For the next few years, DEC maintained its position as one of the primary manufacturers of computer equipment. But in the 1990s, things began to go downhill again. A recession had hit the country and the computer industry was shifting its emphasis to software and services. Sales were moving from institutions to individuals and from proprietary mini and mainframe computers to PCs, networks, and open systems. DEC was on the wrong side of almost all of those trends and was simply not responding well to the changes.
By 1992, it was clear that DEC was in trouble. The fiscal year ended with DEC carrying a $2.8 billion debt following losses of $617 million in 1991. The company's operating expenses were eating up 44 percent of its revenues and company management agreed that DEC had to downsize. But Ken Olsen could not bring himself to let thousands of workers go and, eventually, the board of directors asked Olsen to step down. After 35 years, the man who had forever epitomized the heart and soul of DEC was gone. But he had lasted far longer than most of the entrepreneurs in the computer industry and had carried his company through many highs and lows.
After Olsen's departure, the new management under CEO Robert Palmer began cutting expenses. Factories were shut down and over 30,000 workers were let go. By mid-1993 the downward spiral was slowed and, although the company was still in the red, it appeared to be recovering. Internally the reorganization brought confusion, and even though DEC brought in new managers who knew the high-volume, low-margin market, they were simply unable to shift to high commodity products quickly enough. On April 15, 1994, the company and the world were stunned to learn that DEC had recorded a $183 million dollar third-quarter loss. At DEC, the day became known as Black Friday.
The job of turning the company around was given to Enrico Pesatori, a DEC vice-president who had come from Zenith Data Systems in February 1993. Starting in July of 1994, Pesatori put the company on a new path that included shifting sales from DEC's sales force to hundreds of resellers, scrapping the confusing and time-consuming matrix management, dropping unprofitable ventures, and reorganizing the company into a series of product-oriented mini-DECs, each responsible for its own success. Additional jobs were cut, and the company that once employed 126,000 soon consisted of about 63,000, a third of whom were in Europe.
The company refocused on its strengths, primarily networking and video servers, and moved into the high-volume, low-margin commercial markets that were necessary to ensure continued revenues. In 1994 DEC came out with a line of desktop computers called the Celebris, and in 1995 introduced its new ultra small laptop product called the HiNote. This time, the company had management in place that understood how to sell to this market, and in May 1995, DEC posted its first back-to-back profitable quarters in four years.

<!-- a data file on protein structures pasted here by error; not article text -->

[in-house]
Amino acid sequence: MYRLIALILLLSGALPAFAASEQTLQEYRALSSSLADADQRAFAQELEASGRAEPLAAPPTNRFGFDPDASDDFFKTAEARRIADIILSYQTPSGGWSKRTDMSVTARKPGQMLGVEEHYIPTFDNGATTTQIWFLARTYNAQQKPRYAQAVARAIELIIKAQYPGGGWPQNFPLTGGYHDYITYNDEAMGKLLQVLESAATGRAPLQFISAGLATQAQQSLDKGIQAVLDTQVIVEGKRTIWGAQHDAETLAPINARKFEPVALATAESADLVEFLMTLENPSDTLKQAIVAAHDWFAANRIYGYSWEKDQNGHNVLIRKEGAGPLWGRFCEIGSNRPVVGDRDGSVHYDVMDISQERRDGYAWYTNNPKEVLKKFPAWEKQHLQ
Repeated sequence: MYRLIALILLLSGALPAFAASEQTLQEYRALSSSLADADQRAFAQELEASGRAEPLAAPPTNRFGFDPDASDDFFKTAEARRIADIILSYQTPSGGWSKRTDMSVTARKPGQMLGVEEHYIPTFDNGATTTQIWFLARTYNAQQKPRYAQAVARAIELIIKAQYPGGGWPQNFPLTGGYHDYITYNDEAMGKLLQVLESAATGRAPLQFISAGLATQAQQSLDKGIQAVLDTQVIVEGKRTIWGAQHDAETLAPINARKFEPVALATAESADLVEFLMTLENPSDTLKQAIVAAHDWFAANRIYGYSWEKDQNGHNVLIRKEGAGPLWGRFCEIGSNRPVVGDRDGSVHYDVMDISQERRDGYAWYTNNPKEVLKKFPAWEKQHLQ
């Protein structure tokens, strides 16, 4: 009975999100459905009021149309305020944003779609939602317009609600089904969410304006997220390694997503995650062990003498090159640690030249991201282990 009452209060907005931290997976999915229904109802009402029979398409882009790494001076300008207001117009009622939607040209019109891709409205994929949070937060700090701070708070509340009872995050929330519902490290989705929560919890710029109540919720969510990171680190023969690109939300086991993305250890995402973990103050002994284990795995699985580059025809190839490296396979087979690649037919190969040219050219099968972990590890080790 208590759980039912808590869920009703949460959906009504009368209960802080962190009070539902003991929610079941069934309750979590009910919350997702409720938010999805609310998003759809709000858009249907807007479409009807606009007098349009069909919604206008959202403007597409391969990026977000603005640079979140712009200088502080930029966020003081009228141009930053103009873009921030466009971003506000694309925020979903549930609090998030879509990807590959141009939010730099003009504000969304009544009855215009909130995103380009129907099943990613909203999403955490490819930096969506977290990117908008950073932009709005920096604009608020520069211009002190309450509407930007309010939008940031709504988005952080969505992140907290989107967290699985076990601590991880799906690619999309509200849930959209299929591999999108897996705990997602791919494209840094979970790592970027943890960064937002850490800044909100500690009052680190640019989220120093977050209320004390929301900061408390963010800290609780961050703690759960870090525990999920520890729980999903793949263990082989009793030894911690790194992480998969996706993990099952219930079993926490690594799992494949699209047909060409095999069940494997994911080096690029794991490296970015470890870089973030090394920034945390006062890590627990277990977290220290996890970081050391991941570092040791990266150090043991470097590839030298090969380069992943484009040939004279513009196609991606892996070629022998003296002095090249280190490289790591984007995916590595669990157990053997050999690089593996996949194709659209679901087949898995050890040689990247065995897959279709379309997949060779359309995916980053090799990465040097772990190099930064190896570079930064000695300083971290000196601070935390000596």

In addition, DEC has produced its own super-fast microprocessor called the Alpha. DEC is using the Intel chip in PCs and large servers being built for the commercial market, while using its much faster Alpha chip in DEC products for its existent customers. DEC has also struck a deal with Microsoft's Windows NT group to use the Alpha chip in its operating system for network servers. DEC's video server computers are also being used by cable companies to insert local advertising digitally onto their networks. This switch to digital ads is expected to open an extremely lucrative market for specialized servers. In 1996, DEC announced it would discontinue marketing residential PCs and concentrate on the business PC market.
Digital Equipment Corporation is one of the few original manufacturers to have survived the early years in the computer industry. The company has suffered the ups and downs that have plagued this high-growth industry to become one of the most recognizable names in computer manufacturing. In 1998, Digital Equipment announced that it was being sold to the Compaq Computer Corporation for $9.6 billion, thus ending its long, strange economic journey of ebbs, flows and surges.